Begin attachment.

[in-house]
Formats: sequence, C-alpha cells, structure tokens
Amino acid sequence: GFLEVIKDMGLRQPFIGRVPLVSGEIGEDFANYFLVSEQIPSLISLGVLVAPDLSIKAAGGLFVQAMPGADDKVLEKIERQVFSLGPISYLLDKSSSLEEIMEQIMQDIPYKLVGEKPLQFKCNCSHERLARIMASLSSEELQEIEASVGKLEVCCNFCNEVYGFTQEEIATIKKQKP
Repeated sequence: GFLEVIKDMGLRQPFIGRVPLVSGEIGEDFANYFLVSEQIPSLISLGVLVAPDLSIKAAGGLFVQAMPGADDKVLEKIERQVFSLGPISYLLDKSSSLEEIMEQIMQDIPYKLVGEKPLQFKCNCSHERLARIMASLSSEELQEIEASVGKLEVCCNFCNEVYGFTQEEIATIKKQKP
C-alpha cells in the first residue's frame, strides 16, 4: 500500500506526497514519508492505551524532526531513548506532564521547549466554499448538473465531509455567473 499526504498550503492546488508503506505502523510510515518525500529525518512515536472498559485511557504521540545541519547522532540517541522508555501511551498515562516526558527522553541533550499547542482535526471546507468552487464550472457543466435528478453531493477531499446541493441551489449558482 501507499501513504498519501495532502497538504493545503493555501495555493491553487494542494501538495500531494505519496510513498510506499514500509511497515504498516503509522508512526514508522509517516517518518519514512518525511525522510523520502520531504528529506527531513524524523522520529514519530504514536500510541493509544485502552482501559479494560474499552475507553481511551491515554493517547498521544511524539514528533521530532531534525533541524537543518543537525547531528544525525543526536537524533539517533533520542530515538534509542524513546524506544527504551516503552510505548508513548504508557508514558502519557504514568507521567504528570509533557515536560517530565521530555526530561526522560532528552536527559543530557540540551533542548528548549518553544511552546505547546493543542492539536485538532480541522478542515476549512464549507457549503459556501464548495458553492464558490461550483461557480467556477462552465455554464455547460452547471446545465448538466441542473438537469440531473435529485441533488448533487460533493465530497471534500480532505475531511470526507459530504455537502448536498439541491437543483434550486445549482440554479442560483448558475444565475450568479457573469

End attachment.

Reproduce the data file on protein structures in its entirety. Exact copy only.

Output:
[in-house]
Formats: sequence, C-alpha cells, structure tokens
Amino acid sequence: GFLEVIKDMGLRQPFIGRVPLVSGEIGEDFANYFLVSEQIPSLISLGVLVAPDLSIKAAGGLFVQAMPGADDKVLEKIERQVFSLGPISYLLDKSSSLEEIMEQIMQDIPYKLVGEKPLQFKCNCSHERLARIMASLSSEELQEIEASVGKLEVCCNFCNEVYGFTQEEIATIKKQKP
Repeated sequence: GFLEVIKDMGLRQPFIGRVPLVSGEIGEDFANYFLVSEQIPSLISLGVLVAPDLSIKAAGGLFVQAMPGADDKVLEKIERQVFSLGPISYLLDKSSSLEEIMEQIMQDIPYKLVGEKPLQFKCNCSHERLARIMASLSSEELQEIEASVGKLEVCCNFCNEVYGFTQEEIATIKKQKP
C-alpha cells in the first residue's frame, strides 16, 4: 500500500506526497514519508492505551524532526531513548506532564521547549466554499448538473465531509455567473 499526504498550503492546488508503506505502523510510515518525500529525518512515536472498559485511557504521540545541519547522532540517541522508555501511551498515562516526558527522553541533550499547542482535526471546507468552487464550472457543466435528478453531493477531499446541493441551489449558482 501507499501513504498519501495532502497538504493545503493555501495555493491553487494542494501538495500531494505519496510513498510506499514500509511497515504498516503509522508512526514508522509517516517518518519514512518525511525522510523520502520531504528529506527531513524524523522520529514519530504514536500510541493509544485502552482501559479494560474499552475507553481511551491515554493517547498521544511524539514528533521530532531534525533541524537543518543537525547531528544525525543526536537524533539517533533520542530515538534509542524513546524506544527504551516503552510505548508513548504508557508514558502519557504514568507521567504528570509533557515536560517530565521530555526530561526522560532528552536527559543530557540540551533542548528548549518553544511552546505547546493543542492539536485538532480541522478542515476549512464549507457549503459556501464548495458553492464558490461550483461557480467556477462552465455554464455547460452547471446545465448538466441542473438537469440531473435529485441533488448533487460533493465530497471534500480532505475531511470526507459530504455537502448536498439541491437543483434550486445549482440554479442560483448558475444565475450568479457573469